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Knighthood: Bad Habits

Having already toured alongside Little Angels, Skiltron and Toseland, UK (with a touch of Spanish) traditional rockers Knighthood are already making an impact with both fans and bands alike. So much so in fact that Little Angels guitarist Bruce Dickinson went on to say this lot were "Aristocratic English rock… with the power of thunder". A debut EP Permission To Ride (and judging by the album cover for this release, they don't mean the merry-go-round!) announced a potent force of AC/DC sized proportions with a few little curve-balls tossed out for good measure. Bad Habits picks up that trail and follows it, in mighty fashion, to it's gargantuan conclusion. If you like your most royal AC of DC and appreciate a Teutonic blast of the Germanic masters Accept, while never underestimating a scything of Saxon, then bend down on one knee, bow your head and prepare to be bestowed a Knighthood!

You'll already have guessed Bad Habit is rifftastic and roaring in the rip style, singer (or should that be howling throat destroyer?) Frank Knight stands legs akimbo, a Brian Johnson (no I'm not bald at all) flat cap tightly pulled in place, a camouflaged pair of Udo Dirkshneider combats marching proudly. He's a mean frontman and his rasping, grating tones bring shattering outbursts to riffs which drips with a bluesy intent and metallic sheen. The man firing these killer fret shots out is Paul Curtis, an axe slinger who knows where the "spot" is and hits it every time. In the bullseye. And with a force that'll blow a hole straight through the target. Add in the killer driller rhythms of drummer John Powney and bassist Luis Antonio Guttera and Knighthood can stand loud and proud as one of the best exponents of this type of ageless rock we've seen in some time. Yes, doubtless you're lining up to tell me you already have enough of Airbourne's cloning in your collection and yet it is the Acceptisms in what Bad Habit entices you to take part in that allows Knighthood to bristle with an energy and threat the full on bluesy approach often misses.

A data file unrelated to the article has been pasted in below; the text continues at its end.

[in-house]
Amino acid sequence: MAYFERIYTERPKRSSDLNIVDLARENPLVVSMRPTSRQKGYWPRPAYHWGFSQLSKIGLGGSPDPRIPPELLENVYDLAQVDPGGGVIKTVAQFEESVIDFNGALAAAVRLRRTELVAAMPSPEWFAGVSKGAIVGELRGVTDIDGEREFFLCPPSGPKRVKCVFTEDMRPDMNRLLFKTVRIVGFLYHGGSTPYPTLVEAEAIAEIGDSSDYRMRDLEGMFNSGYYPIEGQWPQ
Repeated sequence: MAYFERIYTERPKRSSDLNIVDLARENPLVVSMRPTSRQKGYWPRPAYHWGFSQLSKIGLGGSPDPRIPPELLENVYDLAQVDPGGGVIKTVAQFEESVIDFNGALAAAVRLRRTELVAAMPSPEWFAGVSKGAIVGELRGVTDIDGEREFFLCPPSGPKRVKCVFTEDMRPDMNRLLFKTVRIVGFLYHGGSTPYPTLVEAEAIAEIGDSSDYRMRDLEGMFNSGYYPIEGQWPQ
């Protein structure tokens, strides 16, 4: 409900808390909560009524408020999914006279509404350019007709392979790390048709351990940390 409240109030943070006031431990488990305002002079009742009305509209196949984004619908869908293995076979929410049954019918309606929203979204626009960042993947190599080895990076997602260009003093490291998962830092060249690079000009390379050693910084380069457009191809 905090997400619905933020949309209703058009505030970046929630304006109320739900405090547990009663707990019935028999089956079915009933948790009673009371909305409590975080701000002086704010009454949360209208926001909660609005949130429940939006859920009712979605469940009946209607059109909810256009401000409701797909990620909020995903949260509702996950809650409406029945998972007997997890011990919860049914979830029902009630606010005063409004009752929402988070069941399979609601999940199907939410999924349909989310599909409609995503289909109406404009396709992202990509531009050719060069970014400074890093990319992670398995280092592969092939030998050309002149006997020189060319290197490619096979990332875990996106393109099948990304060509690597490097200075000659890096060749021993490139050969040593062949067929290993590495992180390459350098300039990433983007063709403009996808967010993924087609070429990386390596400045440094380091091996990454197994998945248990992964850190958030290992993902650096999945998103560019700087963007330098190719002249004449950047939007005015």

Sample the mid-paced "Kinky" where the vocals cut through with a grating rasp, as the bass hammers home the aggressive advantage and "Bad Habits" which brings the groove, a bouncing brace of brashness honed into a sing along that goes on well after the song has faded out. Not convinced? Well, "Widow Ride" beefs up a Cheap Trick melody and metalises it almost out of recognition, "War" perfects the latter day AC/DC chant it out loud, while "Too Much Too Soon" adds a staccato burst of Saxon which injects an adrenaline shot of melodic might.

Habits off to Knighthood, for they've produced an album that in no way suggests it's this band's first full length effort. A maturity and focus on the prize in evidence right from the off. Add in that ever elusive ability to create hugely memorable choruses and hooks which glisten and gleam and this band become one Bad Habit you'll never want to kick.


Track Listing
1. Bad Habits
2. War
3. Frightman
4. Widow Ride 
5. Crying To The Moon
6. Too Much Too Soon
7. Permission To Ride
8. Kinky
9. Xcellerator
10. Put Your Money Where Your Mouth Is
11. Vegas

Added: February 15th 2015
Reviewer: Steven Reid
Score:
Related Link: Knighthood on Facebook
Hits: 1802
Language: english

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